mean that the Court's jurisdiction ceased after one year and was
followed by a period during which the parties agreed to follow the
protocol until the Commissioner terminated it. After the first
year, the protocol provision would be treated as a private
settlement agreement and any claim that one party was violating the
protocol could be brought as a separate action for breach of
contract.  

Section VIII, entitled Compliance and Dispute Resolution, provided
a mechanism for court involved enforcement of the Decree. Namely,
it authorized Nationwide to petition this Court to enforce the
Decree if it believed the Commissioner had failed to comply with
any provision of this Consent Decree. The provision did not contain
any time limits by which Nationwide had to file a petition.

In other words, the Decree does not state that Nationwide may
petition this Court within one year of the Effective Date to
enforce the Decree. This too runs contrary to the notion that the
parties were left on their own after one year. And again, with the
protocol serving as the centerpiece of the Decree, it would seem
apparent that the protocol would be the most likely aspect of the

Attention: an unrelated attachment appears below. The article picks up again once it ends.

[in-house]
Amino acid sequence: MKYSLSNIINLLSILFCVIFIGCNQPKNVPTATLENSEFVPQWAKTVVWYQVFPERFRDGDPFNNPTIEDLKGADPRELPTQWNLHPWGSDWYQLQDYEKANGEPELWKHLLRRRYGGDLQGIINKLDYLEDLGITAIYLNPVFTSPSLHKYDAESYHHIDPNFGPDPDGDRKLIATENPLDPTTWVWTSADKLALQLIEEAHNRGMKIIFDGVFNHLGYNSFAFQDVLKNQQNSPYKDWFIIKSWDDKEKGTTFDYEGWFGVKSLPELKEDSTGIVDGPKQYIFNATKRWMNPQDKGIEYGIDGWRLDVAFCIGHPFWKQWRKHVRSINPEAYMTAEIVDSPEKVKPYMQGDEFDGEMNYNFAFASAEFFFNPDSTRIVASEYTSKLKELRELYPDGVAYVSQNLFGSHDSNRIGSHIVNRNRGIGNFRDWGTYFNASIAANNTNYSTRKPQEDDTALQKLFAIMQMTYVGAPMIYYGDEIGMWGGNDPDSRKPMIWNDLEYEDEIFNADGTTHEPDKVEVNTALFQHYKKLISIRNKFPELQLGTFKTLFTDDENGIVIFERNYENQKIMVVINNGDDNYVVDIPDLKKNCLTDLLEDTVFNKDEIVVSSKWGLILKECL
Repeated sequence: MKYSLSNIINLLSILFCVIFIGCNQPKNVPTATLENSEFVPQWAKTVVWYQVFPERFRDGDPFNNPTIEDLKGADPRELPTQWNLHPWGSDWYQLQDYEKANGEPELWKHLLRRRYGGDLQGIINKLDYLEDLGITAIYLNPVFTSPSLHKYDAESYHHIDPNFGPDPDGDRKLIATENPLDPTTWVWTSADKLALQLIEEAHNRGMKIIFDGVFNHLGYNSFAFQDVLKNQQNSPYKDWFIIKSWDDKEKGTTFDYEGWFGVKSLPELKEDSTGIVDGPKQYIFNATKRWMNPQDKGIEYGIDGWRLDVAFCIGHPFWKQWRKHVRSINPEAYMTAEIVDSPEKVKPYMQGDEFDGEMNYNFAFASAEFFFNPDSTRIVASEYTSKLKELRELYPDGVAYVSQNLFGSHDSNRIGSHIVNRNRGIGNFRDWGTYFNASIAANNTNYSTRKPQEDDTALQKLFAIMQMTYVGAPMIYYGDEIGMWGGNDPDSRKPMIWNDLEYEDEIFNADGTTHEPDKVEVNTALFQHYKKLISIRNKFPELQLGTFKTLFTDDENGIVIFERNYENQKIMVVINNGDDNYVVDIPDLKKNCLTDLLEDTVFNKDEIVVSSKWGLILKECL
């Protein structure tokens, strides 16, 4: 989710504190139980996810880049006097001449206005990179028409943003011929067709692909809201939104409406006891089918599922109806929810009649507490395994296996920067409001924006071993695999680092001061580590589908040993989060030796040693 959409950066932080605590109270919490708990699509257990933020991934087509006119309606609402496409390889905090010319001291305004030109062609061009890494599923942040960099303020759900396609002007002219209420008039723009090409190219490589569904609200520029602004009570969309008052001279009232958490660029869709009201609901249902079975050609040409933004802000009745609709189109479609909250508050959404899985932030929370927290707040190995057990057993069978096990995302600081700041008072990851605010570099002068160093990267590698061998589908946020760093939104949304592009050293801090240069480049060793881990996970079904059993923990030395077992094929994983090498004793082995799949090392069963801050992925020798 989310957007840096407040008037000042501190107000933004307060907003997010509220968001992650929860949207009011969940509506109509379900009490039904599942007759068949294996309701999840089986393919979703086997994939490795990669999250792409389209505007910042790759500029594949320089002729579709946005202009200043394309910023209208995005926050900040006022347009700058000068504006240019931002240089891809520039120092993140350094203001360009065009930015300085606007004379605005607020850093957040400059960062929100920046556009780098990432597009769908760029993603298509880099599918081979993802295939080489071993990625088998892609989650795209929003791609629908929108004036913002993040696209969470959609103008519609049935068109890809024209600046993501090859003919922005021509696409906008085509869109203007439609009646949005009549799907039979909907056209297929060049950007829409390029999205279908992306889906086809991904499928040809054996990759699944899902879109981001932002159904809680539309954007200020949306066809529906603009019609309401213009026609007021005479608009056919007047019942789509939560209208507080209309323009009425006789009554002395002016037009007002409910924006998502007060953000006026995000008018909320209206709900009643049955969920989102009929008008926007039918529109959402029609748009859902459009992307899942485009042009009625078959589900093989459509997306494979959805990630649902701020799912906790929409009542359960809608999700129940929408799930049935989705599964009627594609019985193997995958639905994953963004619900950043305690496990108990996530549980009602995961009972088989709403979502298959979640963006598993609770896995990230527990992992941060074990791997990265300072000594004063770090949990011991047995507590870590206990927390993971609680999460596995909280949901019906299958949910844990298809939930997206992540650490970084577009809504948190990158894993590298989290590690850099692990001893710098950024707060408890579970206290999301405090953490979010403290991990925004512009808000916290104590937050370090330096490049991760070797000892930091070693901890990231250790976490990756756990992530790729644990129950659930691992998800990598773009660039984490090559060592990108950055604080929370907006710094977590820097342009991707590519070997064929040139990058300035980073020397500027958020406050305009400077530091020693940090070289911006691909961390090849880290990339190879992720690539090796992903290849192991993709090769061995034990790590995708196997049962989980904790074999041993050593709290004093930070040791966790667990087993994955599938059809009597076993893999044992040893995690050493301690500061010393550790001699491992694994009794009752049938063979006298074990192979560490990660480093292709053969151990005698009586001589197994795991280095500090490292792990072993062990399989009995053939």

Decree that Nationwide would seek to enforce.

The Compliance and Dispute Resolution section expressly authorizes
the Court to extend the term of the Decree "for such period of time
as the Court deems necessary and appropriate. So, the Commissioner
may invoke and follow the protocol for termination, but the Court
still has the authority to intervene and prevent the Decree from
being terminated. That's what happened here,  the Commissioner gave
notice of a proposed termination date of April 23, 2019, Nationwide
petitioned the Court and the Court intervened with a Standstill
Order on April 19.

The Court's interpretation of the Decree should not upset the
reasonable expectations of the parties. The Decree did not define
changes in applicable law or existence of new facts the two grounds
on which the Commissioner could initiate a proposed termination of
the protocol. It is foreseeable that attorneys would later disagree